Category: Health



“The world lies right beyond the handlebars of any bicycle.”

Daniel Behrman, The Man Who Loved Bicycles

Yes, it does. In one of my League of American Bicyclists courses, we do an entry exercise that includes the question, “What is the one word that describes what learning to ride a bike meant to you?” The most-often given answer is, “Freedom.” And that’s one way to read the meaning of this quote. Learning to ride a bicycle gave a sense of freedom, a sense that the world opened up beyond the home in which we were growing up. Everything was possible.

As we grew, many of us gave up on the bike. We learned to drive a car, so we put away the “things of a child.” Never looking back, never again thinking about the sheer joy of something as simple as a bike ride.

But wait, there’s more. The bicycle is another way to get from Point A to Point B. For most people, nothing between those two points is important. But, let’s think back to geometry class. There are an infinite number of points between A and B. But while driving in a car you will hardly notice any of them. That big metal box becomes a cocoon, insulating you from the world outside. There are few sights that can be appreciated as you speed past them. There are virtually no scents to be appreciated, as the hermetically sealed compartment’s ventilation system filters and recirculates the air. There is no sound except the radio blasting out the hits, the news, or what have you.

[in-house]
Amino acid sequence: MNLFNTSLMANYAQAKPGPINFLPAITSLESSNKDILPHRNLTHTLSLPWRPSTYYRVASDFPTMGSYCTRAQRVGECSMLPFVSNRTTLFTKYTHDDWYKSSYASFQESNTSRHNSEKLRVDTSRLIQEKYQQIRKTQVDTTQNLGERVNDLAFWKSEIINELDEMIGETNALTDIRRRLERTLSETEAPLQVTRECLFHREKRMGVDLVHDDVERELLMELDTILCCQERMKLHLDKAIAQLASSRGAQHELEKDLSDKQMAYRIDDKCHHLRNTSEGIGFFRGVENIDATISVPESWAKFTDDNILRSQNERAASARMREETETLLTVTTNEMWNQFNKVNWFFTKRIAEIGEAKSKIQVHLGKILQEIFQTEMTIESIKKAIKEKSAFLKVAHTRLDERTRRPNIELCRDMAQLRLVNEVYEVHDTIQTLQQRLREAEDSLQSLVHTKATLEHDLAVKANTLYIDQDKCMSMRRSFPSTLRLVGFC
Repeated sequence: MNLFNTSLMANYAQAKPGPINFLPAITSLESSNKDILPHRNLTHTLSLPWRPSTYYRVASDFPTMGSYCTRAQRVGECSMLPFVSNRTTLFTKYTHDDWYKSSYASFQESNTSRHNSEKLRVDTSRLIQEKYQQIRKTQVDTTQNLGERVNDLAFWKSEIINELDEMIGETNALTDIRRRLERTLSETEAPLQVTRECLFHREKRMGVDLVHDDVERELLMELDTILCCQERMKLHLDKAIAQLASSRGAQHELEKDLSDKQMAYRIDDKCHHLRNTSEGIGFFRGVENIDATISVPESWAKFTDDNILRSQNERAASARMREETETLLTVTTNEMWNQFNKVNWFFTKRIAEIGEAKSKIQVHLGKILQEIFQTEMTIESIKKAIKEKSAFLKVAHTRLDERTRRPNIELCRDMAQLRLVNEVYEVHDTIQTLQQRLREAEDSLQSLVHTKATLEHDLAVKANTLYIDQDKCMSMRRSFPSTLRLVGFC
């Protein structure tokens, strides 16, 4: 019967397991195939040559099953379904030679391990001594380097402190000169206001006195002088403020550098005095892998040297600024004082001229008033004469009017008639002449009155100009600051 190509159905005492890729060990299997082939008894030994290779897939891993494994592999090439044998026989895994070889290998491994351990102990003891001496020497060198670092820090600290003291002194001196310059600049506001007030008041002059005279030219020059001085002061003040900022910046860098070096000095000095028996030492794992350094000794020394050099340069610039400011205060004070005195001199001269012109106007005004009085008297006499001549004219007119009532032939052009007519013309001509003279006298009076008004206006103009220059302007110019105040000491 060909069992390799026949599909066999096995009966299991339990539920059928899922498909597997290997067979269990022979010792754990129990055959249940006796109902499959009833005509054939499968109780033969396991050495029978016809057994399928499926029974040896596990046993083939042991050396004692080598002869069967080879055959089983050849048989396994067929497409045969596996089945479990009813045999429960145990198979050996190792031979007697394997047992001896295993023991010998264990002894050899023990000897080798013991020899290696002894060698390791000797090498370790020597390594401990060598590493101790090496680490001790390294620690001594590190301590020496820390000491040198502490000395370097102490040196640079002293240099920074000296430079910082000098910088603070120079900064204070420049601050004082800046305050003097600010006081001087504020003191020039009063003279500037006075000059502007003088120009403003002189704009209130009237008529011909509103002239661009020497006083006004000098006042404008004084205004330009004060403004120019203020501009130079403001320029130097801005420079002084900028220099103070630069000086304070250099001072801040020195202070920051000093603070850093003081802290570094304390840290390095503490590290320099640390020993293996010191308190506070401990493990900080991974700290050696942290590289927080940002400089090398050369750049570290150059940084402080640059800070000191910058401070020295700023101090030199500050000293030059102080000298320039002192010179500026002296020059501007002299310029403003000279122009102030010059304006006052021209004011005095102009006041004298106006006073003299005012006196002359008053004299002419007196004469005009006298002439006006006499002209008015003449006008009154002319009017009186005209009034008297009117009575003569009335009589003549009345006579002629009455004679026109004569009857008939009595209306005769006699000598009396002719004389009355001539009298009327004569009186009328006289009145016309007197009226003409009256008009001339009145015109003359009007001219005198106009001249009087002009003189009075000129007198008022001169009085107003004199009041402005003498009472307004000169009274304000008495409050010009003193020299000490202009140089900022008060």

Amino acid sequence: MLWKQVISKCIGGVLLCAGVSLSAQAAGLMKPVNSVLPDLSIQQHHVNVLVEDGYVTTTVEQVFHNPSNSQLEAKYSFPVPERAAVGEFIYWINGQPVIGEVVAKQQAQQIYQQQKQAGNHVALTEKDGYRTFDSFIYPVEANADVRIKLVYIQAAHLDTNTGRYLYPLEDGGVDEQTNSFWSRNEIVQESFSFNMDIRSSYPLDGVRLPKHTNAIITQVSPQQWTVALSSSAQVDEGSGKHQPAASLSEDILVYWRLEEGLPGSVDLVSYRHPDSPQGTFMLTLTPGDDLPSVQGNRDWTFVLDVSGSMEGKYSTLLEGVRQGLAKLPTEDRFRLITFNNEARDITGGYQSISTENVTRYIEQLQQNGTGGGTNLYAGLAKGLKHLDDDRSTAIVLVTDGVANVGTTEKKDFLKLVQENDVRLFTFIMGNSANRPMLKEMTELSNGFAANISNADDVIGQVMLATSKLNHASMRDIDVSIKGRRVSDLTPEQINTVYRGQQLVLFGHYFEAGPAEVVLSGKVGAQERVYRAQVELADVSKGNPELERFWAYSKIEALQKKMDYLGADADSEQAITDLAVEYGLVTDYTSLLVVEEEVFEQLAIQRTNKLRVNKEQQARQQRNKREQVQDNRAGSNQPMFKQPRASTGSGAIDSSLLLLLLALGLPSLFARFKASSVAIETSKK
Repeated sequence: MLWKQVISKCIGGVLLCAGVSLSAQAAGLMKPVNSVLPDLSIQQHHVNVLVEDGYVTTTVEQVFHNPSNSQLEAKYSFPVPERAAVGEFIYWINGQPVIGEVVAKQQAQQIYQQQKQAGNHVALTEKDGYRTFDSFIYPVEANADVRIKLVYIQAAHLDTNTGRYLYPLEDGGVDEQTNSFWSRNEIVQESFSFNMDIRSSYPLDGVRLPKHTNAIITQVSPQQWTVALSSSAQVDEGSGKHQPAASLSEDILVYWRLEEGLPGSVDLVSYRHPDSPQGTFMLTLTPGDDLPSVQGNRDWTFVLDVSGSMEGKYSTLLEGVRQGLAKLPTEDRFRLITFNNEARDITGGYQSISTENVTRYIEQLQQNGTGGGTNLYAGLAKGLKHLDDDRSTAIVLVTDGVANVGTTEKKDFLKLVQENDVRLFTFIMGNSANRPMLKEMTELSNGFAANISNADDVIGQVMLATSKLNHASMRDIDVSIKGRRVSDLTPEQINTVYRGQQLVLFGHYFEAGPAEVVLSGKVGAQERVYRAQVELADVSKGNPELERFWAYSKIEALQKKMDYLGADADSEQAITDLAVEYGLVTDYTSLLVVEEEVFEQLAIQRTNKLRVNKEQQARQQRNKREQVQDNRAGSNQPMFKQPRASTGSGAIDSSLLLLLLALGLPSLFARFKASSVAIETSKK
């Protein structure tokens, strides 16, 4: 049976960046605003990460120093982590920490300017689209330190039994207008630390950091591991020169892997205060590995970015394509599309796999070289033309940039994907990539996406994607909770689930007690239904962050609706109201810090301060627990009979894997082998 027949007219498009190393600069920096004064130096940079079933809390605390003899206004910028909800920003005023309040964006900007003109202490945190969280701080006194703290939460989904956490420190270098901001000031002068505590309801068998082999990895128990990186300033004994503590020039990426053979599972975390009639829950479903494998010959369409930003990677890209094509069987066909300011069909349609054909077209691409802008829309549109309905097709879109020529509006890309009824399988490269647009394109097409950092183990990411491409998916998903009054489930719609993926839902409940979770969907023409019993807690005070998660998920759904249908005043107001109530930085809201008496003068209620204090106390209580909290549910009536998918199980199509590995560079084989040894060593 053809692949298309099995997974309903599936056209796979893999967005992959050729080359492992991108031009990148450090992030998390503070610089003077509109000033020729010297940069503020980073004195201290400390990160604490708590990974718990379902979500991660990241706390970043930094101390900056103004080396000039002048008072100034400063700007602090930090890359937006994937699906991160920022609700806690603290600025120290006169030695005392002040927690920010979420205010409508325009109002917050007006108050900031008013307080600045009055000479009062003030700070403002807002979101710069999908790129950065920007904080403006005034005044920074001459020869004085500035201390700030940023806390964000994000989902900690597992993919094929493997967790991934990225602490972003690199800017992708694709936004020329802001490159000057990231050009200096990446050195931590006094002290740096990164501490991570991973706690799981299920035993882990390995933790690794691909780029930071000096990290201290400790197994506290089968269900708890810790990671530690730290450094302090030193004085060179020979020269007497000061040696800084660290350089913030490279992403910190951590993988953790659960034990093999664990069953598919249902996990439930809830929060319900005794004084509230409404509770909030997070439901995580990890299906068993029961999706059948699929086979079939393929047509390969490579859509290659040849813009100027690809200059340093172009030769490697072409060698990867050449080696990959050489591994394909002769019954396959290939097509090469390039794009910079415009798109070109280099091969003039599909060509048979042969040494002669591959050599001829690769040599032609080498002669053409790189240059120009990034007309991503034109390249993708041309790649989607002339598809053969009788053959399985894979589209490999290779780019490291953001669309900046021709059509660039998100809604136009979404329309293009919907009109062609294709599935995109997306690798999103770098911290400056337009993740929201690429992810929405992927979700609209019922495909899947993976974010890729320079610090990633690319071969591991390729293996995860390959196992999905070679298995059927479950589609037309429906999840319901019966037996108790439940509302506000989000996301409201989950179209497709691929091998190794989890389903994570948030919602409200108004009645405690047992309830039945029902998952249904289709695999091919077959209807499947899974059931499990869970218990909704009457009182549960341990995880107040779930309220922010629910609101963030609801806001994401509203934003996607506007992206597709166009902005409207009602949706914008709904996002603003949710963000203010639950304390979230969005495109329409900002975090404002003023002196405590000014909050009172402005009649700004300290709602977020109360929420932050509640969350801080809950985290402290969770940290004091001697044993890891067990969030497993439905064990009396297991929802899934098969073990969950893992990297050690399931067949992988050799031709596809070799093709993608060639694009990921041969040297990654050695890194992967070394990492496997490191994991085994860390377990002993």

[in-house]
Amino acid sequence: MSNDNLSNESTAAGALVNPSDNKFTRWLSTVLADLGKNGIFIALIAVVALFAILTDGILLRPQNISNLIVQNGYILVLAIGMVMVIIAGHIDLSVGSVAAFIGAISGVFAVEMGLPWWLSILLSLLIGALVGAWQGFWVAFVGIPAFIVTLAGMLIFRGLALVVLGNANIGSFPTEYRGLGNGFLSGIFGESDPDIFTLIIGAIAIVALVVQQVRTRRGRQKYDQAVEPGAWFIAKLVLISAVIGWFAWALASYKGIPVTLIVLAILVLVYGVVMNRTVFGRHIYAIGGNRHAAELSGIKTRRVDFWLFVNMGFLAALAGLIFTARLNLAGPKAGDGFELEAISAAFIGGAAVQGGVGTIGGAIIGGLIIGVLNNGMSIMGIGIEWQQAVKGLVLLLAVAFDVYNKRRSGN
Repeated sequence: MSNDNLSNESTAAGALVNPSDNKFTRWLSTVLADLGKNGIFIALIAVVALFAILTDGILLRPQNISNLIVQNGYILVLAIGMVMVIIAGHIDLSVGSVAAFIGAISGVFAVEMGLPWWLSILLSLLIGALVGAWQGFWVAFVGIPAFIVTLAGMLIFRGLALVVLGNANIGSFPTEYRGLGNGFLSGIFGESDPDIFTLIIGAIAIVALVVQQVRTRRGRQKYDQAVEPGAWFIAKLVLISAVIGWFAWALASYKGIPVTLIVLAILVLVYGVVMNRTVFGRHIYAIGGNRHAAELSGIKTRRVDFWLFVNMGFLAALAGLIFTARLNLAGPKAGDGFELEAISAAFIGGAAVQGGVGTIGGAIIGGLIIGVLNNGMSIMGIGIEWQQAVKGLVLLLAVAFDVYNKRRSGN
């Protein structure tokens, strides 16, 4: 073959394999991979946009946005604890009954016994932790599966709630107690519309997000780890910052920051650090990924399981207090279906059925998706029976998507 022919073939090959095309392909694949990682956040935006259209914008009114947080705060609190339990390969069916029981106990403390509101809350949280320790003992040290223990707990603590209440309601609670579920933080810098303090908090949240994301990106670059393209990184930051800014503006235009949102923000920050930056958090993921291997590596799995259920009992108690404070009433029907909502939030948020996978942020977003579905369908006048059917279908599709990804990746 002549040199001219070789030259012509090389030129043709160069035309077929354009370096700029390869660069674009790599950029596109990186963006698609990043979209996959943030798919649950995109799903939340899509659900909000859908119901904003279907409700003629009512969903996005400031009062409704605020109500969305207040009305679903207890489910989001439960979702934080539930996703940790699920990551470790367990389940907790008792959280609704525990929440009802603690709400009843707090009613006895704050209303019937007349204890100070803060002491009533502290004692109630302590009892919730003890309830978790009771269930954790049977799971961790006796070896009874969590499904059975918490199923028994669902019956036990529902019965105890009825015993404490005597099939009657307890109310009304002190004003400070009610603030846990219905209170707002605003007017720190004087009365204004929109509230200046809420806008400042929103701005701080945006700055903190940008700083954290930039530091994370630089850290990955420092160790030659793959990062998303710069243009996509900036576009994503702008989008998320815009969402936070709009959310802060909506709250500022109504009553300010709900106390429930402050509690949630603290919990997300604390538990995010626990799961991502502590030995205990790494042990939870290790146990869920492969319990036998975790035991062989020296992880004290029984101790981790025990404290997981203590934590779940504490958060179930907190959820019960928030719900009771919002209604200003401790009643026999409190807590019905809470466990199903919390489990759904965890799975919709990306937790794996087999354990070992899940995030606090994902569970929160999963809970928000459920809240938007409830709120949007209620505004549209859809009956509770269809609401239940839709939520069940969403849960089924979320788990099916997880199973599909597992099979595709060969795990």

But the bicycle gives a unique perspective. At its fastest (for most riders), it just approaches the minimum speeds used by motorists as they go by, oblivious to their surroundings.

But the bicyclist’s view of the world is different. He is in the moment instead of protected from it. She sees the road in a different, kinesthetic way. He feels the terrain, having to pedal just a bit harder during that slight undulation of the road. At those lower speeds, and since there is no power other than human power, the bicyclist is more involved when going from one place to another.